Heart of the Continent sustainable tourism partnership to host winter meeting on edge of Quetico

Skiing in Quetico Provincial Park’s Sawmill Lake Tour. (Photo courtesy Ontario Parks).

The Heart of the Continent Partnership will host a quarterly meeting near Atikokan, Ontario on January 17, with winter fun in the wilderness of Quetico Provincial Park planned for the next day.

A roundtable gathering will include discussions on land management and the future of the partnership, as well as a presentation about achieving sustainable tourism in the region, an update on the collaborative effort to achieve International Dark Sky designation, and a talk about groundbreaking research on the forest fire history of the region. The Heart of the Continent Partnership is a Canadian-American coalition of land managers and local stakeholders working together on cross-border projects that promote the region’s economic, cultural and natural health of the lakes, forests and communities.

Winter at Quetico Centre. (Photo courtesy Quetico Centre via Travel the Heart).

The event will be hosted at the Quetico Lodge and Conference Centre located on Eva Lake, 2.5 miles north of Atikokan, just minutes from the park’s Dawson Trail Campground. The meeting timing and location are all part of promoting the area’s underappreciated recreational opportunities during the snowy season.

“Known for it’s unparalleled canoeing opportunities, Quetico is rarely thought about for winter recreation, but for the few that will venture there, they will find an enchanting winter wonderland,” the organization says. In addition to the 1.2 million-acre wilderness, Quetico includes lodging options and 14 kilometers of groomed ski trails, including 3.5 km groomed for skate skiing.

Brian Jackson (QPP Biologist) and Jared Walter Stachiw (QPP Assistant Biologist) surveying the shoreline of Kawnipi Lake for a stand of red pine to investigate for fire scars. (Photo credit: Jill Legault, Quetico Foundation).

Fire findings

Quetico Park biologist Brian Jackson will give an evening presentation about recent research using analysis of tree rings and fire scars to reconstruct centuries of wildfires that have burned throughout the region.

“Currently, Quetico Provincial Park is interested in better understanding the role of fire in Quetico’s ecosystems, and how it can be used as a management tool to promote ecological integrity,” reads a blog post from the Quetico Foundation. The research is conducted by examining fire scars on red pines, and cutting stumps to reveal the rings of trees that can be hundreds of years old.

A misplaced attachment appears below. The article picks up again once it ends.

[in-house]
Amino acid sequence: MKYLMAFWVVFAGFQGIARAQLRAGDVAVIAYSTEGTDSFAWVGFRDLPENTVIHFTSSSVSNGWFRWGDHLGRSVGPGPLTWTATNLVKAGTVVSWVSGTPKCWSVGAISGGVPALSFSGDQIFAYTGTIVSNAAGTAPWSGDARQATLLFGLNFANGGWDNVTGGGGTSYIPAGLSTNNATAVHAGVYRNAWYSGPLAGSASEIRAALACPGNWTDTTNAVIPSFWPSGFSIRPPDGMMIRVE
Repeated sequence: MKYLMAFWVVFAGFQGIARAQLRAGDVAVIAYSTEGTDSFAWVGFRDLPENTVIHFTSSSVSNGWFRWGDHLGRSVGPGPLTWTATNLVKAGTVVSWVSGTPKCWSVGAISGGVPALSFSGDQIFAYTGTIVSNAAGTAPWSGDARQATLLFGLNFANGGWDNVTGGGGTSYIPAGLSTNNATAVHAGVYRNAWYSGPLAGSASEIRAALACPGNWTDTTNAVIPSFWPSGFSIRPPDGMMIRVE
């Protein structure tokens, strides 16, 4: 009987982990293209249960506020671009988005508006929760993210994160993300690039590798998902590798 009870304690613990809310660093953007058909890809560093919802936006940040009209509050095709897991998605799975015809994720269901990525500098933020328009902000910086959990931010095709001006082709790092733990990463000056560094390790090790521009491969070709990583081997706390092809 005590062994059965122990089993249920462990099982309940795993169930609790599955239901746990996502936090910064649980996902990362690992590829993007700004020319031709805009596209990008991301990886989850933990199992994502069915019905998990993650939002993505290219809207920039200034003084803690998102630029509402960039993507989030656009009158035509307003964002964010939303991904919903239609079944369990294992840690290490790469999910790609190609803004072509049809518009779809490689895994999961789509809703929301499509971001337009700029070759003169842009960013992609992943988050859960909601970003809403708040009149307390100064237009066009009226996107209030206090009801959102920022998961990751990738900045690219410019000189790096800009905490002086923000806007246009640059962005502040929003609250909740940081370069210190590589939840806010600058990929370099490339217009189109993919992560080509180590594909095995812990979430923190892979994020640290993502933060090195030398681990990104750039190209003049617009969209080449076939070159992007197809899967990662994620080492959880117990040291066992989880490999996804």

Dr. Kurt Kipfmueller (University of Minnesota) and Biology Intern Jared Stachiw counting the fire scars on a red pine snag. (Photo credit: Dr. Evan Larson).

Quetico Foundation’s Biology Intern, Jared Stachiw, taking a section of an old red pine stump for future dendrochronological analysis. (Photo credit: Dr. Evan Larson).

The study was inspired in part by similar research in the Boundary Waters Canoe Area Wilderness, where Dr. Evan Larson of the University of Wisconsin used the science of dendrochronology, dating tree rings, to reveal new insights about fire on the American side of the border. His findings showed that indigenous people and early European immigrants ignited many fires for a variety of purposes.

“Mature old growth red pine stands, which are seen by many as icons of the wilderness nature of Quetico, may in some cases be the result of fires started by human activity and this activity may be important in maintaining their current presence in the park,” reads a 2018 flyer from the park about the research.

Data from fire scar and tree ring surveys across Quetico will ultimately be interpreted in partnership with the Lac La Croix First Nation, and used to develop the park’s next management plant.

Skiing the Sawmill Ski Tour. (Photo courtesy Quetico Provincial Park).

Backcountry ski tour

The following Saturday, the Sawmill Lake Classic Tour is scheduled to take skiers on a backcountry adventure through Quetico.

“The narrow twisty trails will have skiers meandering through mixed forests along side the Pickerel River, over creeks and through lowland bogs to Sawmill Lake,” the event description reads. “The tour is not a race and if you carry your lunch and drinks on your back, you can enjoy them around an open fire before the last half of the loop back.” The return route follows an old logging road that is now a narrow trail with flat sections and gradual hills. It ends back at the Heritage Pavilion at Dawson Trail Campground.

Other winter activities, including groomed ski trails, will also be available at the campground for those not doing the ski tour. Later this winter, the park will host the Cross Quetico Lakes Tour, with a tentative date set for March 21. It includes multiple routes of considerable length, and the Reel Paddling Film Festival afterwards.

More information:



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